I am a beginning player in chess.(~1300 on chess.com/blitz: 5 and 10 minutes) And I mostly like to attack and favor fully open positions to closed and defensive. In response to e4, when the opponent plays c5, I don't have much options left. I don't like nf3, d4 too much. So, I have to resort to d4 and the Smith-Morra gambit. And, I really like this opening. However, this opening is not famous among top chess players and I wonder why. Please explain the merits and demerits of this opening apart from the early loss of a pawn to white.
Further information about openings I like and I'm comfortable with: Scotch Gambit, King's gambit. Please explain in simple terms and don't use terminology related to chess theory as I'm not familiar with those. I only play chess on chess.com and sometimes practice a few puzzles.

  • The Sicilian Defense is 1. e4 c5, not 1. e4 c6. As for not using terminology relating to chess theory, that's somewhat unclear, and may make it difficult to explain it in a way you would understand.
    – Herb
    Commented Feb 4, 2017 at 6:29
  • Thanks for the correction, Wolfe. Could you mention what kind of terminology you would use to answer the question?
    – IamThat
    Commented Feb 4, 2017 at 8:21
  • 2
    If black plays the Sicilian you are already in for a wild fight even in the main lines. No need to play the Smith-Morra. Commented Feb 4, 2017 at 9:01
  • The Smith-Morra gambit is more of a positional lead in development initiative gambit then an all out attack gambit. Don't worry about your openings just learn general attacking ideas in the Sicilian.
    – ToddM
    Commented Feb 14, 2017 at 4:51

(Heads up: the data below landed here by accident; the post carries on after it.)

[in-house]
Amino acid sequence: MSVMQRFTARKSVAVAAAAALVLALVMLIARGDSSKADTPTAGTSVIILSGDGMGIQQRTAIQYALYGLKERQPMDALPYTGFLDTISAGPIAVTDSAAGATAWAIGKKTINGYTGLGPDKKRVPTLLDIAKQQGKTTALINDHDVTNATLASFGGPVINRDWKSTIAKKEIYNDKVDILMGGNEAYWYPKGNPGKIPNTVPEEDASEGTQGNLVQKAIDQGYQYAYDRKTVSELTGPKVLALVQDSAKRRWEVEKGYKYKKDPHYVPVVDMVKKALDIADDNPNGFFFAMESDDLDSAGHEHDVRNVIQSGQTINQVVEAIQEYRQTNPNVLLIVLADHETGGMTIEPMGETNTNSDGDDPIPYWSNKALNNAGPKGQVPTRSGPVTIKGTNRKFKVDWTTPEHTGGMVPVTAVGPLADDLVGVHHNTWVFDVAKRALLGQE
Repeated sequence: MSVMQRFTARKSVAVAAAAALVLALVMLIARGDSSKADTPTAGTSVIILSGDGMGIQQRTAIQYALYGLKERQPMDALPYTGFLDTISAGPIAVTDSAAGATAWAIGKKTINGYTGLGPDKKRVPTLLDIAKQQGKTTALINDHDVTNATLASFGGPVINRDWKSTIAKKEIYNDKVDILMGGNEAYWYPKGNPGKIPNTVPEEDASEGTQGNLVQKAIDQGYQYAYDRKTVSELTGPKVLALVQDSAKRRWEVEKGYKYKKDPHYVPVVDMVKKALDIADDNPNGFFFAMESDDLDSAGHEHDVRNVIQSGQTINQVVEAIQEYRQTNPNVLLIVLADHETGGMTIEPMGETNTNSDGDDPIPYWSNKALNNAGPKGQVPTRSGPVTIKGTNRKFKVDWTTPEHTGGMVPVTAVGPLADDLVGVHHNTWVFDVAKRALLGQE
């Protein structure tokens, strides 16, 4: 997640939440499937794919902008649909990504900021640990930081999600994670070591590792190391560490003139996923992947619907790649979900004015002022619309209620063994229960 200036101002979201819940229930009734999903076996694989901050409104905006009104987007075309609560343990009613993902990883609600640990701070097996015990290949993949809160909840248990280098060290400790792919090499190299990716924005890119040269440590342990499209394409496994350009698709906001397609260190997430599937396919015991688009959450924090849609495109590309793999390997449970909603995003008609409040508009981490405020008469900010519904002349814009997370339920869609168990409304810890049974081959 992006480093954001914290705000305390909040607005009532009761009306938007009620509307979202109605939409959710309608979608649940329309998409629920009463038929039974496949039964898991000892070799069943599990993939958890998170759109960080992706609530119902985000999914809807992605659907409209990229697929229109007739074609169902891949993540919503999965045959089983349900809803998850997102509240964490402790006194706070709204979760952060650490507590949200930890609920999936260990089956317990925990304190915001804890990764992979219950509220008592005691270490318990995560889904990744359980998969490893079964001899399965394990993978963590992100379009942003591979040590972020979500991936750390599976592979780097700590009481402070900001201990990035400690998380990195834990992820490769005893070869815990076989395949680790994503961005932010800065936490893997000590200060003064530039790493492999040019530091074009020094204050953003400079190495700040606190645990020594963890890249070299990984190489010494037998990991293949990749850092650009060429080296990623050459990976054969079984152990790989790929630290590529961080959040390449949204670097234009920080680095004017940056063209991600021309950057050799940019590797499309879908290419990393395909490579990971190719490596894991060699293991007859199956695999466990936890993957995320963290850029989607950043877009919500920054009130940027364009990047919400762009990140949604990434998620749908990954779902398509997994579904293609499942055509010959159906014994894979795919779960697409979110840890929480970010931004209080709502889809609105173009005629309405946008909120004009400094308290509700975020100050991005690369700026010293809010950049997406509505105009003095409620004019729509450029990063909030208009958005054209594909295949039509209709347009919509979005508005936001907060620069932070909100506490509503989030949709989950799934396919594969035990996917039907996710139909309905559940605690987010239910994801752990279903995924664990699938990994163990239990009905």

• btw, I play the morra as my only response to c5, and I have good results with it. My elo is almost 2200, so there is quite more flexibility than many people think in regards to how strong you have to be before you give this one up. As others said, main problem is black can transpose to a c3 sicilian, leading to an equal game. Commented Aug 10, 2020 at 22:04

5 Answers 5


Merits for white:

  • easy and quick development
  • attacking chances, particularly against f7 (with a bishop on c4) and on the open c and d files (after putting rooks on c1 and d1
  • potentially (depends on the opponent) playing off-beat openings like this can avoid theory/preparation of the opponent

Demerits for white:

  • you lost a pawn
  • if black plays properly there is no danger from the white attack
  • black is not forced to accept the gambit (does not have to take the pawn on c3). There are basically two ways to decline it: (1) 3.... d3, which can be annoying for a Morra-Gambit player because now you don't get as nice squares for the pieces (knight cannot go to c3 and after capturing on d3 the bishop is blocked by the e4 pawn). (2) 3...Nf6 4.e5 Nd5 which is the Alapin variation and a bit dry/boring (for me playing this with black), so also not what somebody looking for a wild game wants.